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Proposed city budget will see cuts to Engineering, Parks staff and services
city of turlock

A grim picture of staff reductions and cuts to City services started to take shape on Tuesday, when the Turlock City Council took a more detailed look at the FY2019-2020 proposed budget that aims to balance out a projected $4.4 million deficit.

In May, City Manager Bob Lawton presented to the City Council an overview of his proposed FY2019-20 budget totaling $45,144,657, an increase of over $2.1 million from FY2018-19. Revenues are expected to total $40,746,734, leaving a deficit of $4,397,833. The City Manager’s Recommended Budget proposes substantial reductions to correct the deficit.

“We don’t have reserves sufficient to pay even half of that amount,” said Lawton, regarding the $4.4 million deficit, “even if we wanted to incur it.

“…Our ability to raise revenue is restrained very strictly here in California. We’re limited essentially to actual growth that takes place. And that growth in revenues will consistently lag the necessary growth in the cost of doing business, whether it’s the cost of health insurance, whether it’s the cost of retirement, whether it’s the cost of gas, oil and repairs. Eighty percent of our General Fund budget is in people. And 80 percent of our General Fund budget is in public safety. There’s not a lot of room to maneuver…Every department took reductions from their budget request, in public safety and all the general government items.”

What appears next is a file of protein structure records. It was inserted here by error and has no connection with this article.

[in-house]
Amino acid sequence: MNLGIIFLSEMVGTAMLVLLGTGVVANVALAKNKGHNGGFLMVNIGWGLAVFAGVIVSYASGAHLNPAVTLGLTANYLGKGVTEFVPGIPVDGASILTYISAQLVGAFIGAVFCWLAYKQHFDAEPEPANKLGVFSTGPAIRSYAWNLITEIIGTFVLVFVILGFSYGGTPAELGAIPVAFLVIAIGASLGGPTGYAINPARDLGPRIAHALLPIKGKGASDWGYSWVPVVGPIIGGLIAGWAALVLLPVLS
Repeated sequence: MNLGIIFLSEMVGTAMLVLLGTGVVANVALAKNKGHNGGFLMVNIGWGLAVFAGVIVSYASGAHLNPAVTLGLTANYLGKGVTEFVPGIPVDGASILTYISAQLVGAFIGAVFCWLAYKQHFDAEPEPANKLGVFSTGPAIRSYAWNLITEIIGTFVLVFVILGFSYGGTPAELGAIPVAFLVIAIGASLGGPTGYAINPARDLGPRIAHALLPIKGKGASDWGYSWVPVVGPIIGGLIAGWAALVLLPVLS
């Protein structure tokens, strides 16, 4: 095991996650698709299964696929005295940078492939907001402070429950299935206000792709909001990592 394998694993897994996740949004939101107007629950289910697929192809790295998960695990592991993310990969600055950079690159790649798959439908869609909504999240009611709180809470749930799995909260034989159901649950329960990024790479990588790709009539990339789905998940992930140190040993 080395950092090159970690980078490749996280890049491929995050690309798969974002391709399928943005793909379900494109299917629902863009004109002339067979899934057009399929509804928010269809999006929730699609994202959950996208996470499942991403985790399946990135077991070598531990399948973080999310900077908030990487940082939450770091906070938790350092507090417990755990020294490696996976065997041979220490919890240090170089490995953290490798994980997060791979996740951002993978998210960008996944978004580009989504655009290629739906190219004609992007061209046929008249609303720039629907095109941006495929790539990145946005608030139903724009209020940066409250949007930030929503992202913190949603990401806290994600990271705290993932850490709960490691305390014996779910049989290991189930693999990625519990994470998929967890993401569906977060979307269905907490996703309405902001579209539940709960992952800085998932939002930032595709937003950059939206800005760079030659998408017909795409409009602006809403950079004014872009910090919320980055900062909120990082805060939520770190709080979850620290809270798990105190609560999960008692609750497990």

On Tuesday, the City Council heard presentations from the Administration, Development Services, Parks, Recreation and Public Facilities and Municipal Services departments. The Police and Fire department budgets will be presented to the Council at their June 11 meeting.

Proposed cuts to the Parks, Recreation and Public Facilities Department could potentially be the most visible around town, as fewer workers will be available to maintain city parks.

The proposed budget calls for the elimination of a Maintenance Worker I and a Maintenance Worker II position from Parks. Those workers would be transferred to Streets and be funded under SB1 instead of General Fund dollars. The elimination of the two Parks maintenance positions will leave 10 full-time workers to maintain 187 acres of park space.